United States chipmaker Qualcomm rejected the suit, deeming the offer as a "significant undervaluation" for shareholders which did not take into account the San Diego, Calif. -based company's position in the semiconductor space.
In Broadcom's updated offer, the cash portion remains at $60 a share. According to Broadcom, the $82 price represents a premium of 50% to Qualcomm's share price on November 2, 2017, the day when speculation about the potential acquisition was first published. Broadcom is also inviting two board directors of Qualcomm, including board chairman Paul Jacobs, to join the board of the combined company.
Broadcom has increased its bid for Qualcomm by 17%, and is now offering shareholders $82 per share. This has been added in order to diffuse one of Qualcomm's key objections, namely that such a deal is unlikely to ever be given the go-ahead by regulators.
In a presentation on its website, Broadcom criticized the performance of Qualcomm's management, saying Qualcomm's "business model has been broken for a long time" and that the company's stock has significantly underperformed peers.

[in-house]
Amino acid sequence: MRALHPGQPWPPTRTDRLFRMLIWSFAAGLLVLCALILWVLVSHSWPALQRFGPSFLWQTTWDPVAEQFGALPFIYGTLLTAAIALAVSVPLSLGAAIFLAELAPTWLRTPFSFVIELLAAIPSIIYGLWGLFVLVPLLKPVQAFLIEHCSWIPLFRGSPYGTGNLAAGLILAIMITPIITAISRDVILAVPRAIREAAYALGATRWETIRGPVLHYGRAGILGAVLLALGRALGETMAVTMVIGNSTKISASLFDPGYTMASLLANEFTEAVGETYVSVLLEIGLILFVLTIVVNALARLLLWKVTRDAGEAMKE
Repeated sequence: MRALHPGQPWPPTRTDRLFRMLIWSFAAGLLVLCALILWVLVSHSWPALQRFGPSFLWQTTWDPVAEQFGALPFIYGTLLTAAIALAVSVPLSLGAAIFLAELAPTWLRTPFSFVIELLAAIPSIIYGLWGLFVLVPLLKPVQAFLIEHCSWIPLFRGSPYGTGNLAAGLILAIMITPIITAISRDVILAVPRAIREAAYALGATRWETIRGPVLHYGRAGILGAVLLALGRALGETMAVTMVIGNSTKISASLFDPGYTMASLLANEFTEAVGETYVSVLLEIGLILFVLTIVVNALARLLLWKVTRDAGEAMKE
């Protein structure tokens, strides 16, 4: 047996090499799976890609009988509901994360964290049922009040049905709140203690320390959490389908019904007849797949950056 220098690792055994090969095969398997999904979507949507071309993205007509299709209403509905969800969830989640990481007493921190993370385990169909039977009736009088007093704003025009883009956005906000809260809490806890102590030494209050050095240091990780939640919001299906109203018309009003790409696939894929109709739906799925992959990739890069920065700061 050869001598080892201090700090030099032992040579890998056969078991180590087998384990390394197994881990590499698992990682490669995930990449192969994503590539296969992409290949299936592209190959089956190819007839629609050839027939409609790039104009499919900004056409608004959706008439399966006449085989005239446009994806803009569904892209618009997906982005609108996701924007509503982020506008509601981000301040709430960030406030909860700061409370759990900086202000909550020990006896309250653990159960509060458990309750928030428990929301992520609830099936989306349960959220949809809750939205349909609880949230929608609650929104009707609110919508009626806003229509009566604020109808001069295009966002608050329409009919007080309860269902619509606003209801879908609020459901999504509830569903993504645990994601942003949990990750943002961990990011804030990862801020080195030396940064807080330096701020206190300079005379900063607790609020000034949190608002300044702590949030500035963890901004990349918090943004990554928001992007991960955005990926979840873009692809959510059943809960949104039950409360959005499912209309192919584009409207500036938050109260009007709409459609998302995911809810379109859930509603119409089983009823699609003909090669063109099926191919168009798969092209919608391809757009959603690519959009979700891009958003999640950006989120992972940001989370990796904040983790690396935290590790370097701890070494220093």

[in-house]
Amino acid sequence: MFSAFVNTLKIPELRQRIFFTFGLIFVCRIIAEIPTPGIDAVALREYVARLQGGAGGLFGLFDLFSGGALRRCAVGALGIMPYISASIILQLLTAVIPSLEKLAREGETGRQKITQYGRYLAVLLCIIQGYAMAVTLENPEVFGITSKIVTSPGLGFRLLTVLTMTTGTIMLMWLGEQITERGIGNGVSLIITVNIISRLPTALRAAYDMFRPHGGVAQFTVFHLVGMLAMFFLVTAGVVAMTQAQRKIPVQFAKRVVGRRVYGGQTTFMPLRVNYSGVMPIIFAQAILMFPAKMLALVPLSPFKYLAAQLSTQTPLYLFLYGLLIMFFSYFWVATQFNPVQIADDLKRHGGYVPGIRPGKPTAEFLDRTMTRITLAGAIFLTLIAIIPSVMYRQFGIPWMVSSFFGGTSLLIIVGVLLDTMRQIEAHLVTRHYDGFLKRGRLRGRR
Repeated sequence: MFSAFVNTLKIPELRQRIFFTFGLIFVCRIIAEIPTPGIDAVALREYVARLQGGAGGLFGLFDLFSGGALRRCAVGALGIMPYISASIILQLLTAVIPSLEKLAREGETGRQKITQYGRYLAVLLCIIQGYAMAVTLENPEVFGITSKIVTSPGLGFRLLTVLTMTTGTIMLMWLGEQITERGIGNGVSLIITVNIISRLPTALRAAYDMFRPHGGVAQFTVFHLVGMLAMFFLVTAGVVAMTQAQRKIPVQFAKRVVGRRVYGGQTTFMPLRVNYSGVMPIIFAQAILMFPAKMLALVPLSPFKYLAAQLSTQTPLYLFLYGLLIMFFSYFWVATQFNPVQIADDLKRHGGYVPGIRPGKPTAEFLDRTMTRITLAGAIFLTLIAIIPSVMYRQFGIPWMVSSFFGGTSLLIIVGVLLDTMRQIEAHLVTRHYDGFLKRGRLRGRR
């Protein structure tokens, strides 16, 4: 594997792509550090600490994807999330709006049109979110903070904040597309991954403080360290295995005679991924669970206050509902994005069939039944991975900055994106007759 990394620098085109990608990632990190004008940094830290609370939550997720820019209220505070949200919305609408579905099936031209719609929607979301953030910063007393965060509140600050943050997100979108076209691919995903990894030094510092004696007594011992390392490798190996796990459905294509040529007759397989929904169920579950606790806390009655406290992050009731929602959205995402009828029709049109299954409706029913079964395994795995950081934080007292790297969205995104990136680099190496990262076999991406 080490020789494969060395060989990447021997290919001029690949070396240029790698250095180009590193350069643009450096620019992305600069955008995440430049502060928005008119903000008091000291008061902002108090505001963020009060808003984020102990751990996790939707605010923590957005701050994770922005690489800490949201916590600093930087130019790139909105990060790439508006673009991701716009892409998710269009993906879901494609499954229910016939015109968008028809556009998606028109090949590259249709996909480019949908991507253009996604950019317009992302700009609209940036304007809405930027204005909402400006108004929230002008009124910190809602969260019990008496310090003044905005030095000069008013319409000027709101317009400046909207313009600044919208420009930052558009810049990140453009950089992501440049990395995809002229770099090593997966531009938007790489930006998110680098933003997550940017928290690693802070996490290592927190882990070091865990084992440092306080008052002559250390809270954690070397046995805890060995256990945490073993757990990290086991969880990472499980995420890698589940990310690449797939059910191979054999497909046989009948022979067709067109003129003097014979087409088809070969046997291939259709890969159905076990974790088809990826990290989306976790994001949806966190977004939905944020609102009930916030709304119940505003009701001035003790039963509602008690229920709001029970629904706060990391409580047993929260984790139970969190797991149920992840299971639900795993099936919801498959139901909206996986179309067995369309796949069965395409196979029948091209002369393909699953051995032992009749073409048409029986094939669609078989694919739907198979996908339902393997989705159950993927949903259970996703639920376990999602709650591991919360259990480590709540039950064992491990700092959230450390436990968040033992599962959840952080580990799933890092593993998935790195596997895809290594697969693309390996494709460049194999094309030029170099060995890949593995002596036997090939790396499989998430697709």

But investors may also be concerned that Broadcom said it would walk away from the deal if Qualcomm doesn't agree to merge soon or if shareholders don't elect Broadcom's slate of nominees to Qualcomm's board.
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"We believe any responsible board would engage with us, without further delay, to turn this proposal into an executed definitive agreement", the letter stated.
However, the big increase - albeit in Broadcom stock rather than greenbacks - may persuade Mollenkopf and Qualcomm's shareholders to take the money (and Broadom stock) and run.
Qualcomm, which provides chips to carrier networks to deliver broadband and mobile data, has been trying to close its US$38bn acquisition of automotive chip-maker NXP Semiconductors after signing a deal in October 2016. "We are confident in our ability to create significant additional value for our stockholders as we continue our growth in these attractive segments and lead the transition to 5G".
Qualcomm, which makes the omnipresent Snapdragon chips used in smartphones and tablets, said Monday that it has received the revised bid and that its board, along with financial and legal advisers, will review the offer.